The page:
This match was very close for a quarter (3-0 in favor of Texas), pretty close for a half (13-6, Oklahoma), but after that it was just like the Sooners' previous games—a rout. Early in the proceedings, Metcalf found a few holes in the Sooner defense, and Texas quarterback Bret Stafford completed passes in front of the Sooners' nickel secondary. The Longhorns kicked a field goal just before halftime, which gave them false hope.
It shouldn't have. In the second half, Texas's quarterbacks (Stafford alternated throughout the second half with Shannon Kelley) threw five interceptions; they had seven for the game. Meanwhile, Holieway (15 rushes for 70 yards and 2-of-5 passing for 76 yards and a touchdown) marched the Sooners up and down the field. Oklahoma finished the day still leading the nation in rushing offense (532.2 yards per game) and total offense (529.0).
Backup quarterback Charles Thompson, who entered the game tied for third in the nation in scoring, took over for Holieway in the fourth quarter and ran for 114 yards and a touchdown in eight carries. Thompson is one of the reasons that Switzer can't help running up the score. When Thompson was asked what the difference is between a quarterback and a halfback in the Sooners' wishbone, he replied, "Nothing, except a halfback gets into a three-point stance and a quarterback stands up."
Oklahoma moves the ball so well it's hard to remember that runts like Holieway and Thompson—he's generously listed at 5'10" and 174 pounds—might not even play at schools with pro-style passing or power-I offenses. But Switzer recruits specifically for his attack, and he recruits all the time. In his office last week he stopped in midsentence during a response to a reporter's question, squinted and telephoned a high school coach in Tennessee. "You just pushed a button with me," he said to the interviewer after hanging up. Who knows, maybe that coach's best player will someday find happiness in Norman.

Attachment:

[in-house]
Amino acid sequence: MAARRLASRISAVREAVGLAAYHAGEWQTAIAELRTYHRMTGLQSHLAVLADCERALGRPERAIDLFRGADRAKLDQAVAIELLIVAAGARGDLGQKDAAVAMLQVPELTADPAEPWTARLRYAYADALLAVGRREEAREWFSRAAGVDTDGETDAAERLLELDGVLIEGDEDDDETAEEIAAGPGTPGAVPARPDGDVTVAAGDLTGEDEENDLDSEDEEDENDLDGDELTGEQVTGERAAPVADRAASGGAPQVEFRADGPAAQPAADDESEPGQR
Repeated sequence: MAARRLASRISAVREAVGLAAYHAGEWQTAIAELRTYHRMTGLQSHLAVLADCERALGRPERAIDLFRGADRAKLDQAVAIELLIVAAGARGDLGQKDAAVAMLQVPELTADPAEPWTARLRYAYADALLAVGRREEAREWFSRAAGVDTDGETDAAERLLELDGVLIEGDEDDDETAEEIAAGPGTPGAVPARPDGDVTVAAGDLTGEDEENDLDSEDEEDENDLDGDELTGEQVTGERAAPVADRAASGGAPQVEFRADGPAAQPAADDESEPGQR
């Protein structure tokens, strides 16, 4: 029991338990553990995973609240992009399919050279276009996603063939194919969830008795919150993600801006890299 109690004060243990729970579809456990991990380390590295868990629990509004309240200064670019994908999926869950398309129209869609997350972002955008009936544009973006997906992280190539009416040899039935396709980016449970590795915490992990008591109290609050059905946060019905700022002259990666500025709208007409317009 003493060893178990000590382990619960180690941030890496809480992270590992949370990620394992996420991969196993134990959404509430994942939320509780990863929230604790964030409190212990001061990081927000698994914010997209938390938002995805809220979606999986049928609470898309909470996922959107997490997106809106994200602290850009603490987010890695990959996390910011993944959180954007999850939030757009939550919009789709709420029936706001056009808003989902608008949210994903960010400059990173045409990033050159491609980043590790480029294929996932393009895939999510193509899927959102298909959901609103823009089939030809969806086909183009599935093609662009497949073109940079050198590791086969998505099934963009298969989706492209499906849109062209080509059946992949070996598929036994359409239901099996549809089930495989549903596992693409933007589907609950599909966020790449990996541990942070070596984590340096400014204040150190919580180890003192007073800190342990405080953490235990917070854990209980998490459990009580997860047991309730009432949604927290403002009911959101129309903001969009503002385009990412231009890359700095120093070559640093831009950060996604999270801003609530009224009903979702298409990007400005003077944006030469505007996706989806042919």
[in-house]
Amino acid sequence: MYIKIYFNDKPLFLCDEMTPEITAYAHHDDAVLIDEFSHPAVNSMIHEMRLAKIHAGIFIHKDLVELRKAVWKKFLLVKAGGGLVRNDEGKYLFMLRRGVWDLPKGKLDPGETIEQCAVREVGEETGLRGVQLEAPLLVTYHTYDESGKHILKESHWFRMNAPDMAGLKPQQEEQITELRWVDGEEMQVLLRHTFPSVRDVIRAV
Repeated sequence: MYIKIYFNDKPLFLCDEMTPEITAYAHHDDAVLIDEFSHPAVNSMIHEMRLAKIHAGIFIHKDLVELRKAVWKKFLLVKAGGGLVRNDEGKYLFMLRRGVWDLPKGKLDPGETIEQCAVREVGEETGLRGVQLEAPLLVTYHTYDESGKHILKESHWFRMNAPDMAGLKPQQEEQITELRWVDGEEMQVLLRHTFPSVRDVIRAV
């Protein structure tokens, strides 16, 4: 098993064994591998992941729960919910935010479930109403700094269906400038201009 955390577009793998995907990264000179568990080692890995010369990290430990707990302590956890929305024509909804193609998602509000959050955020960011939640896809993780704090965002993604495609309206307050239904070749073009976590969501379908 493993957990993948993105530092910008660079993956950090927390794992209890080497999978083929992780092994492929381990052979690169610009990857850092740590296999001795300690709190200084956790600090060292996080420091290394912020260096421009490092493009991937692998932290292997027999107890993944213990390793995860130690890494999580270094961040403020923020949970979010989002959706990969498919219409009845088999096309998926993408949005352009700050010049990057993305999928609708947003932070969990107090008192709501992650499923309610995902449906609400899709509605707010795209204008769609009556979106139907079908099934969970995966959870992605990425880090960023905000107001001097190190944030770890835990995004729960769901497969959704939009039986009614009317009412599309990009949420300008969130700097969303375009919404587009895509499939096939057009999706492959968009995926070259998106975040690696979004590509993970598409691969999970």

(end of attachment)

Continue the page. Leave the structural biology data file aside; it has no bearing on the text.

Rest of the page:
In the Sooner locker room after the game, senior All-America guard Mark Hutson explained why he came to Oklahoma. "I'm from Arkansas, and I wanted to be on a national championship team, and I didn't see it happening back there," he said.
"He wanted to party and not get kicked off the team," suggested center Mark Van Keirsbilck.
Hutson laughed and said, "Barry always has had a loose program. The way he's always put it is, Just stay out of jail, stay out of the papers and play as hard as you can on Saturday. That's all he wants."
That—and a few Texans—might be all he needs.